Symptoms of Gastroesophageal Reflux Disease (GERD)
Regular heartburn is the main symptom of GERD. Heartburn is a feeling of burning behind the breastbone. It can occur at anytime but is often aggravated by overeating or lying down after a big meal. Many also have regurgitation, a feeling of food and fluid moving back up the throat or into the mouth.
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The fluids from the stomach can cause:
- Sour or bitter taste in the back of mouth or throat
- Feeling of a lump in the throat
- Bad breath
The regular reflux of stomach acid can cause irritation of the tissue and other structures of the throat. This irritation can lead to other symptoms, such as:
- Sore throat
- Hoarse voice
- Chronic cough
- Wheezing or trouble breathing
- Excessive clearing of throat
Infants with GERD may also have recurrent vomiting. This can affect their ability to get proper nutrition and slow growth and development.
The muscles of the esophagus can tighten or spasm. This can cause pain that radiates through the chest and back, similar to how heart attack may feel. Do not assume that chest pain is GERD or indigestion. If you have chest pains or other symptoms of a possible heart attack, call for emergency medical services right away.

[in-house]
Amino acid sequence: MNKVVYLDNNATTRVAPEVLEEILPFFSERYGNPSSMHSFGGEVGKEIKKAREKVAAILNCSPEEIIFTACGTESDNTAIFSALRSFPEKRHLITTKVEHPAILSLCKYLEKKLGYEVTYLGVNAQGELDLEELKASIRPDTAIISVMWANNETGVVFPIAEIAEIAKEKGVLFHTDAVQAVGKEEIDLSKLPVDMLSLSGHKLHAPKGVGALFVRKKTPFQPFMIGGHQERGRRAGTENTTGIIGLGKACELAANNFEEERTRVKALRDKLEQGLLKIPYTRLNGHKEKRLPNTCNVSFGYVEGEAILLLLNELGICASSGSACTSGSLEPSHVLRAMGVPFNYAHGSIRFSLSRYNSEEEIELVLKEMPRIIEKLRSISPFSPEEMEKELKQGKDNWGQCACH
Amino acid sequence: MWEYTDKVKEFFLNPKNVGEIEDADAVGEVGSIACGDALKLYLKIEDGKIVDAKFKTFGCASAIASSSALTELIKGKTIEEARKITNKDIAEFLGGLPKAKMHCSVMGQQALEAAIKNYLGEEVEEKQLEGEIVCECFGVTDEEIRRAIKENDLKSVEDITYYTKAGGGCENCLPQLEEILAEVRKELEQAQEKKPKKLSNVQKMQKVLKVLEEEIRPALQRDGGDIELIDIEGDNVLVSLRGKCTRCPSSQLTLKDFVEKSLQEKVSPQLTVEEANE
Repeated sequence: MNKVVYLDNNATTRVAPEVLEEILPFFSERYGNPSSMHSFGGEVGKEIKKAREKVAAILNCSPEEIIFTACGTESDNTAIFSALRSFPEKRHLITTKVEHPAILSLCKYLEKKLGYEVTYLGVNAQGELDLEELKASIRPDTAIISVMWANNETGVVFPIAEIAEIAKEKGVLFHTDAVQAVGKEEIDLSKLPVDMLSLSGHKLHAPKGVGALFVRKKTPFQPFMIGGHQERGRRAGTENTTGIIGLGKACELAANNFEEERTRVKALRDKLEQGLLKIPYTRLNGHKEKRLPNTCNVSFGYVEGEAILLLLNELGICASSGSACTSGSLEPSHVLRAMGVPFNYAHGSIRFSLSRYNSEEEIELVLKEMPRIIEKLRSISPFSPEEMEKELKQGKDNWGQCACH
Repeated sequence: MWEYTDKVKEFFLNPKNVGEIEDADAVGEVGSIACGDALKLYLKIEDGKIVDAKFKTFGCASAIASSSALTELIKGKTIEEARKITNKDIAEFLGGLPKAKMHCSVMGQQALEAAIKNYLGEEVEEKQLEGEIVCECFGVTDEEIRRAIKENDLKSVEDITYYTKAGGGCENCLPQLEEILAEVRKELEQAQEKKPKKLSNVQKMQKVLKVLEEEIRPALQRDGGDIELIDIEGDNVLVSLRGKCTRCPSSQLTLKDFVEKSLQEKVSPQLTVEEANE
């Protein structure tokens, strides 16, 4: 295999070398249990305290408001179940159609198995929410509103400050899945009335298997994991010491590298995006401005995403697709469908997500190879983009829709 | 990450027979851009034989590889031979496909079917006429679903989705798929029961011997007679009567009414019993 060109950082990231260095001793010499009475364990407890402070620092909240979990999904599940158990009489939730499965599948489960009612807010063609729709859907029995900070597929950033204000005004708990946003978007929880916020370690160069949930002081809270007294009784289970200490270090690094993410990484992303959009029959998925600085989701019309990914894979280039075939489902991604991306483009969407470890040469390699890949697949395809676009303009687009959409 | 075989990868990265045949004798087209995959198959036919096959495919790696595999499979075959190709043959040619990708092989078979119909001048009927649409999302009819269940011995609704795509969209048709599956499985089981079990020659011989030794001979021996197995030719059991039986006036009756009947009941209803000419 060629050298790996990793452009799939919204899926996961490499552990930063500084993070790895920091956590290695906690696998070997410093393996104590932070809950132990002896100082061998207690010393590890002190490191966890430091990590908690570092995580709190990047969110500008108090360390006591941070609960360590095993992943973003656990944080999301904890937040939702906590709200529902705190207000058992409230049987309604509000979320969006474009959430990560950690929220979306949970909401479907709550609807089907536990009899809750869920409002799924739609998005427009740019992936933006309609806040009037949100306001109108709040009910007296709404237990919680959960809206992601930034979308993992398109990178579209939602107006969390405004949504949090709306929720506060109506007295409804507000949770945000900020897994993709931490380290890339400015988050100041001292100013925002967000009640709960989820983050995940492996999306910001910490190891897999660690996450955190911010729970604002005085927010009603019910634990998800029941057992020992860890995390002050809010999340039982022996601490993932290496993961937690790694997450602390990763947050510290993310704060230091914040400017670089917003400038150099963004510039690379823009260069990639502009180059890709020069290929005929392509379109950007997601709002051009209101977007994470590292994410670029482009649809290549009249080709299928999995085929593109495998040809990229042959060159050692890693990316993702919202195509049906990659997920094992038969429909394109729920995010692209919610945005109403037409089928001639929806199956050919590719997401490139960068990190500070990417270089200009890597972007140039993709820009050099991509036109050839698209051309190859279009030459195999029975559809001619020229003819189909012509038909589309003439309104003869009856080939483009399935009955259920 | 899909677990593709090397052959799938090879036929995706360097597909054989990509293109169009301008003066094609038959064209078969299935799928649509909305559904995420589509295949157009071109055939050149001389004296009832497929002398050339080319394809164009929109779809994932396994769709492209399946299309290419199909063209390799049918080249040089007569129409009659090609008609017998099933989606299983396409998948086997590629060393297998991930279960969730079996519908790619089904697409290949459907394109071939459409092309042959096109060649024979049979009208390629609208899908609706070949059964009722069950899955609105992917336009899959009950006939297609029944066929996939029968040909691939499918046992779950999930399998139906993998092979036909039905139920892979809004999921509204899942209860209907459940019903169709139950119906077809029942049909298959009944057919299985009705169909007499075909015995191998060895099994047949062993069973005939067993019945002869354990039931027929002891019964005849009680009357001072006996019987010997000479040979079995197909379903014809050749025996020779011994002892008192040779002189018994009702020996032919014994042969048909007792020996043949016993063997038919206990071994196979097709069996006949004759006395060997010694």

Long-term complications of GERD may include:
- Inflammation of the esphagus—esophagitis
- Bleeding and ulcers in the esophagus
- Dental problems, which may occur because of the effect of stomach acid on tooth enamel
- Chronic laryngitis
- Asthma attacks
- Aspiration pneumonia—during sleep acid refluxes from the stomach into the throat, then drains into the lungs, causing irritation
- A precancerous condition that can lead to esophageal cancer—Barrett’s esophagus
- Esophageal cancer
- Daus Mahnke, MD
- Reviewed: 03/2014
- Updated: 02/27/2015
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